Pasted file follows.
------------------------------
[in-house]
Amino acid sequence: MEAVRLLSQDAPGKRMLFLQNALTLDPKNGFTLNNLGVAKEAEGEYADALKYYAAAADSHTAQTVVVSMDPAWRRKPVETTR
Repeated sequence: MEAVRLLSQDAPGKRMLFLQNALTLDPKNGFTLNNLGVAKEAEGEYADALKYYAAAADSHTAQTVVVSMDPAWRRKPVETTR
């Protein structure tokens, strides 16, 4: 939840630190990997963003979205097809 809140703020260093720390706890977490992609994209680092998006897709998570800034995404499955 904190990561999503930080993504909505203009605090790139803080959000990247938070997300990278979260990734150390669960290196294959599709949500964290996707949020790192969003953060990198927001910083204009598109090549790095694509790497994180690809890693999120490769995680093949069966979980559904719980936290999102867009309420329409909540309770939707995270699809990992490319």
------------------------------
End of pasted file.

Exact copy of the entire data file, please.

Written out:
[in-house]
Amino acid sequence: MEAVRLLSQDAPGKRMLFLQNALTLDPKNGFTLNNLGVAKEAEGEYADALKYYAAAADSHTAQTVVVSMDPAWRRKPVETTR
Repeated sequence: MEAVRLLSQDAPGKRMLFLQNALTLDPKNGFTLNNLGVAKEAEGEYADALKYYAAAADSHTAQTVVVSMDPAWRRKPVETTR
């Protein structure tokens, strides 16, 4: 939840630190990997963003979205097809 809140703020260093720390706890977490992609994209680092998006897709998570800034995404499955 904190990561999503930080993504909505203009605090790139803080959000990247938070997300990278979260990734150390669960290196294959599709949500964290996707949020790192969003953060990198927001910083204009598109090549790095694509790497994180690809890693999120490769995680093949069966979980559904719980936290999102867009309420329409909540309770939707995270699809990992490319």